– Yes, meat is okay to eat. But, I’m going to try to watch my portions as far as this is concerned. Protein is important (hello, quinoa!), and it’s said that 36% of the meal/diet can be meat – the same percentage of vegetable. Luckily, the meat that we have in the house is all local, grass-fed awesomeness, so I’m happy that when I prepare a meal, Dave can pretty much eat what I’m eating.
I’m nuts! Well, yes, clearly, that, too, but I’m uber happy that nuts are a part of the plan. I’ve got sunflower seeds and pumpkin seeds in bulk, as well as some almond butter (with celery? Yum! Hello, afternoon snack!!) and peanuts. If any are seasoned, they only have sea salt on ’em, and apparently the sea salt is something that I need, as part of the whole shebang. So, cool, who knew?
No vegetable oils. Or, at least, not those uber-refined ones. Olive oil is good (THANK GOD!!), as is coconut oil (they highly advise it…but, do any of you know how to use it? It’s another one of those soft solids. Use it like a combo of butter and oil?), but things like canola and vegetable are no-nos. I tend to only use those for baking, anyway, so they’ll be kept in the house for bake sales and things that I’m not planning on consuming.
Light exercise. This is a good thing, anyway, because when I DO exercise, it tends to stress my body out because I’m a perfectionist and overdo it a tad. No, lots. I go gung-ho crazy and nearly pass out. So, trying some yoga and light walking with the objective of relaxing the body will help prepare me for eventual jogging…or here’s hoping.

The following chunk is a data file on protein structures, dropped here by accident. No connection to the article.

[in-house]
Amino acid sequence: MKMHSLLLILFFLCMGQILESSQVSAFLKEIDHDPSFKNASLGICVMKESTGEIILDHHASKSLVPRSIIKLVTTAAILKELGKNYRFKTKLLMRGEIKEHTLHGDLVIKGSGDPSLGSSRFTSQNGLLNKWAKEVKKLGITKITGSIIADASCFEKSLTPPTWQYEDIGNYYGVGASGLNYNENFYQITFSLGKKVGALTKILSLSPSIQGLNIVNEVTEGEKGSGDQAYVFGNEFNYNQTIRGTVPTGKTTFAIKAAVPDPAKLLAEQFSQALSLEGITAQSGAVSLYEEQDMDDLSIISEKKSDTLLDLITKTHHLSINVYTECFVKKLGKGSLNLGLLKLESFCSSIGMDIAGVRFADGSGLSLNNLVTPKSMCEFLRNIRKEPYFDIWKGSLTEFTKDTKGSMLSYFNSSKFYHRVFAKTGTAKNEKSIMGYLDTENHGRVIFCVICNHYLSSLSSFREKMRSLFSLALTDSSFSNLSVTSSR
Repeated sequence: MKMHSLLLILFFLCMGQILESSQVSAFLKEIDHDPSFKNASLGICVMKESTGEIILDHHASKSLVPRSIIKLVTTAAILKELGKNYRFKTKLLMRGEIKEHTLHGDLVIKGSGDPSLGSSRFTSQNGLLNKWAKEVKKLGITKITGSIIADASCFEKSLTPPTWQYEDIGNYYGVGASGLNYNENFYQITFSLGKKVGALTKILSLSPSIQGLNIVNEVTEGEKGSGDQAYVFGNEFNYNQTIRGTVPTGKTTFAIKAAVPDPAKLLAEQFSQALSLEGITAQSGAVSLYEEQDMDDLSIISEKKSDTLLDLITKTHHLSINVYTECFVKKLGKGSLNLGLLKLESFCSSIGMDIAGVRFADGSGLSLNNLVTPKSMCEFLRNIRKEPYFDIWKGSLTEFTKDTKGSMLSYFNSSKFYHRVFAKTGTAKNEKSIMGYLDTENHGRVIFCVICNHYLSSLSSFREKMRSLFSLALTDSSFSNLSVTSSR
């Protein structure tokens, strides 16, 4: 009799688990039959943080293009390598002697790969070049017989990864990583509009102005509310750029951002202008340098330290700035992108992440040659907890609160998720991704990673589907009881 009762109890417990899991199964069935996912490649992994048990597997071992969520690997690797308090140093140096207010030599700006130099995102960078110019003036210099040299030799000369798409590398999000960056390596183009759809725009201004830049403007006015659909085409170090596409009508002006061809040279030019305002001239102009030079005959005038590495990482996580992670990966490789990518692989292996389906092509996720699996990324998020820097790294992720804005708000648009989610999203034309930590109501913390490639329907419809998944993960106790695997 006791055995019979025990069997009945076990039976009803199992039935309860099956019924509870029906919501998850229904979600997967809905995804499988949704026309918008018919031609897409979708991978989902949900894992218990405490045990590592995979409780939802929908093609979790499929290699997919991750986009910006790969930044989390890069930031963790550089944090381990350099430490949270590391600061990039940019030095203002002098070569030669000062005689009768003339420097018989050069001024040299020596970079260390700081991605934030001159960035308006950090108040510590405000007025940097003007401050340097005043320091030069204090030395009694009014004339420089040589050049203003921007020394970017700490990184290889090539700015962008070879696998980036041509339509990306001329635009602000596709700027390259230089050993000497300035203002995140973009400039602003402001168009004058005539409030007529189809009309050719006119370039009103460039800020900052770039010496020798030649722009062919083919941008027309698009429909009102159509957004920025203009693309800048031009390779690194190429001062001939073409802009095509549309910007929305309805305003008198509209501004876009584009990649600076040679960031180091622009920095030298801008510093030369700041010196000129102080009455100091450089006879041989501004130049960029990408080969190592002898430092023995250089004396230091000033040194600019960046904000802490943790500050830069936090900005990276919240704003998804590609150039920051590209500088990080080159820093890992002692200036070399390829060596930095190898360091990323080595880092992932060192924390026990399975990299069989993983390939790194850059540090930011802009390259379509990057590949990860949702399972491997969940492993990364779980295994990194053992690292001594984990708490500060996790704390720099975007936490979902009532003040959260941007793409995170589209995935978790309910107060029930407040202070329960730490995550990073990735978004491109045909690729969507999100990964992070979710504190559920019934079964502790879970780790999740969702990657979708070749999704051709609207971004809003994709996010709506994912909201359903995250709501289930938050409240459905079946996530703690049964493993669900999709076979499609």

No caffeine, no booze. Let’s just say I had a very lovely dinner last night during which we consumed lots and lots and lots o’ wine, knowing that I’d be “off” of it for awhile. Otherwise, I’ll be drinking water and herbal/green teas, sweetened with honey (or agave, when I pick some more up; gotta find a coupon, though, ‘cuz that shiznit’s expensive…but delicious and tastes more appealing than bee puke).

I think that’s it! Ha, that’s it – good one, Meg. In all seriousness, as I alluded to, this may last (in the severity) for a week, or two, or a month. I don’t foresee that I will not be using whole butter to raise my kids (we’ve had enough butter conversation to have determined that, damn it, if it was good enough for our parents and grandparents, it’s good enough for us), or going my entire life without drinking wine with friends.

However, if this works out to be a practical lifestyle change, many of the above points will become part of my life. In a strange way, having a bit of a regime to follow (rather than just listening to doctors who say “more fruits and vegetables, less junk food” then promptly ignoring them) will help me to avoid those things I shouldn’t eat. I’m pretty optimistic about this thing. Wish me luck!

By the way, I started this morning. My breakfast was puffed brown rice cereal (seriously, nothing but brown rice that’s been puffed, no sweeteners or anything) with almond milk and strawberries, and tea. My lunch is beans and vegetables (specifically, onion, garlic, red pepper, rainbow carrots, mushrooms, zucchini) with brown rice. I’m thinking of salmon for dinner, with quinoa and veggies. I’m looking forward to a green salad with pear and goat cheese, and eating up the local goat cheese spreads we got at the farmers’ market Saturday on rice crackers; gotta get more excited about the vegetables, though. 😉